Renaming a Child Development and Education Center

 In Blog
Commercial for the Seacoast Community School located in Portsmouth, NH.Commercial for the Seacoast Community School located in Portsmouth, NH.

The Community Child Care Center of Portsmouth recently changed their name to the Seacoast Community School, and, as part of the roll out, they wanted to produce a TV commercial to publicize their new name. The Comcast folks recommended me as a potential producer, and after meeting with the executive and development directors, they hired me to produce the spot.

In developing the script, I felt the piece would have a greater impact using slow motion footage of the children. This resonated with the directors. I wasn’t quite sure what speed would look best, so I decided to film everything at 240fps (frames per second). If the footage was found to be too slow on screen, I could easily bump up the speed in post-production. The downside with recording at this high frame rate is that the camera only captures 8 seconds of real time versus 16 seconds when recording at 120fps. Thus, you have a smaller window of opportunity to record the action. The trade-off seems subtle, but when working with children, it’s nice to just let the camera roll, then pick out the best pieces later during the editing process. With capturing at 240fps however, you need to decide right then and there what you want to save. On the surface this sounds straight forward, until you realize it takes 80 seconds to save the high-speed footage. So, for every 8 seconds of actual action, you need to wait 80 seconds before you can capture another clip. On the bright side, this allows the on-screen talent to have a significant break very often, keeping them loose and not as anxious.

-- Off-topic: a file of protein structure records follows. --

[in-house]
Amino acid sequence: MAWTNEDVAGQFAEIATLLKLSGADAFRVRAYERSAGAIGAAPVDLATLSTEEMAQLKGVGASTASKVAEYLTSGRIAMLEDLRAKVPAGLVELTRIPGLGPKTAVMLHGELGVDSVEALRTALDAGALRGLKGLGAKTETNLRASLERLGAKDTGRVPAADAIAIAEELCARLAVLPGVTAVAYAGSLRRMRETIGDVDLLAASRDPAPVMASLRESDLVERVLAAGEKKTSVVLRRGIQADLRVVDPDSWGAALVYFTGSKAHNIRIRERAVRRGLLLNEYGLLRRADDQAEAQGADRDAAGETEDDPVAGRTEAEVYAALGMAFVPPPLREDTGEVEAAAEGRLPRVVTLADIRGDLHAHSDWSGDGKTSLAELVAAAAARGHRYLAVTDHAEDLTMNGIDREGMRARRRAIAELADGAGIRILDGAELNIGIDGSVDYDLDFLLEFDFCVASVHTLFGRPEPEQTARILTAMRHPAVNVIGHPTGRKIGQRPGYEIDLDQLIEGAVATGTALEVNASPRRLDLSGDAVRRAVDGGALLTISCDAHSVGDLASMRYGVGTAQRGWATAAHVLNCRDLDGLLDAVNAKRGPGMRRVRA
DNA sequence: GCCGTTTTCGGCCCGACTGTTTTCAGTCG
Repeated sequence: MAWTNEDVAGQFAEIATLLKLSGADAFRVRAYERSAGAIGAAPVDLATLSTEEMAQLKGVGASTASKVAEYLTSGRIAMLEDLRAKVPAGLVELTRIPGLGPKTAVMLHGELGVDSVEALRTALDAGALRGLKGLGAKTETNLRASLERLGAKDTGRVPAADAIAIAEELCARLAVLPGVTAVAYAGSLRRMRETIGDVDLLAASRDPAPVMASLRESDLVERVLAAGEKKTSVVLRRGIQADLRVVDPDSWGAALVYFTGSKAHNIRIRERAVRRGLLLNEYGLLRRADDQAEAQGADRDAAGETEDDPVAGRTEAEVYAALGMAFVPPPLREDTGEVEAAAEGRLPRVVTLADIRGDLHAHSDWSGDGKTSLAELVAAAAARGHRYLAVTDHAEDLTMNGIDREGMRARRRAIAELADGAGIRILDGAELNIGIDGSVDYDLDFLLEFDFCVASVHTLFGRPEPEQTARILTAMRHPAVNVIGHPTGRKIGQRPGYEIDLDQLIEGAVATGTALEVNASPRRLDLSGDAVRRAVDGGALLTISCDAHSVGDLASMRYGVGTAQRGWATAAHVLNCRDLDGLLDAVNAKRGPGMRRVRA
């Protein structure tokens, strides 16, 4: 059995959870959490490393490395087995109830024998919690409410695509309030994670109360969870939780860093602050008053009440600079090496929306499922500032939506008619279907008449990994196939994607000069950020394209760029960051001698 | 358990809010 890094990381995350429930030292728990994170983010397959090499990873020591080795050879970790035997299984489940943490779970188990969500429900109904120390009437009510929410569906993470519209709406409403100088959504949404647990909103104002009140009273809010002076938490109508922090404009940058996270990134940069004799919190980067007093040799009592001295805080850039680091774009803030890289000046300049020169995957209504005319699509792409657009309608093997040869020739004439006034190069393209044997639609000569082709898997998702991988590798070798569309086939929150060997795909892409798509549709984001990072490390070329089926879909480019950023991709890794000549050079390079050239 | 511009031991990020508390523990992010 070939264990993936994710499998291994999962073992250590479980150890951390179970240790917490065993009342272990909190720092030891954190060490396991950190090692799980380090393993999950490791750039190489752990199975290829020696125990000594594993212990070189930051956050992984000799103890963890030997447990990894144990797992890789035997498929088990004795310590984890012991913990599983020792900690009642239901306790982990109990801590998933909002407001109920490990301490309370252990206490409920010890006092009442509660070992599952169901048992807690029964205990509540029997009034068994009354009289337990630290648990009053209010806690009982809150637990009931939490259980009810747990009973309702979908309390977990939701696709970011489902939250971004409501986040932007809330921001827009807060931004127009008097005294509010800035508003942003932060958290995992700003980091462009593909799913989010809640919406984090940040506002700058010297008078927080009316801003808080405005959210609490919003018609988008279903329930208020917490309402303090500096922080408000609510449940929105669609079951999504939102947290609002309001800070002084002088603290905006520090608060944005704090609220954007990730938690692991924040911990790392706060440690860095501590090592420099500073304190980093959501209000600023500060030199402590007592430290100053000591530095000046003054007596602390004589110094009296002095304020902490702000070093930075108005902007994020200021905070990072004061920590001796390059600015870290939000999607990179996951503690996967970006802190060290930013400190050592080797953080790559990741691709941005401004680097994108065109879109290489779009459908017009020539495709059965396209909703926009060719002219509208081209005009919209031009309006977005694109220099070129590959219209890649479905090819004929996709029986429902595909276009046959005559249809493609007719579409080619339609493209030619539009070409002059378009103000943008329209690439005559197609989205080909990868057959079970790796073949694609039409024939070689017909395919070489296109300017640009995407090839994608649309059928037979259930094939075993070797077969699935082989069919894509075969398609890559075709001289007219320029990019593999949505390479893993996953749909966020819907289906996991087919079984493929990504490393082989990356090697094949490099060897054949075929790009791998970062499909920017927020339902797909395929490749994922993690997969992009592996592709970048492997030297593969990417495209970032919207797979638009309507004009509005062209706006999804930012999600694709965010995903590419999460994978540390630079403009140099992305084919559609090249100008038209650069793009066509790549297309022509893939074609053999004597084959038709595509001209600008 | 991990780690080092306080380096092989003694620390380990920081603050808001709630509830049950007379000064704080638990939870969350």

Having a Plan is Key

As with most commercial shoots, there was a fair amount of coordination required for the day of the shoot. Having a complete and specific plan gives you the best attempt at staying on schedule. This started with producing a story board for each shot, then creating a shot list. From these I was able to produce a schedule for the day that included exactly what time each set of children were required – you don’t want to burn out the children before you get to film them.

The opening scene was inspired by some photos I saw tacked on the wall in the infant room. The children were posing with the paintings they produced with their feet on a bouncy swing. It was absolutely adorable! So I thought it would be great to capture the infants creating these paintings.

The day of the shoot it was overcast and rainy. Fortunately, the rain held off for the few shots we did do outside – I didn’t want to coordinate a second shoot (the weather did not look favorable the entire week and the client needed the video completed as soon as possible). The directors located lots of towels so we could dry off the playground before the kids started playing on it.

As I was finishing up the shots on the playground, one of the parents suggested getting the woods in the background. As I considered how to do this, I noticed the kids playing on the zip line. I hadn’t seen this in action when I scoped out the playground originally, but I thought it would be a good idea to film. As it turns out, I got some great shots, and this wound up being the scene that closes the commercial. This goes to show that you need to be flexible and open to suggestions the day of the shoot. I was able to stop and consider the extra scene because we were on schedule – not behind – so I knew I had time to take the footage.

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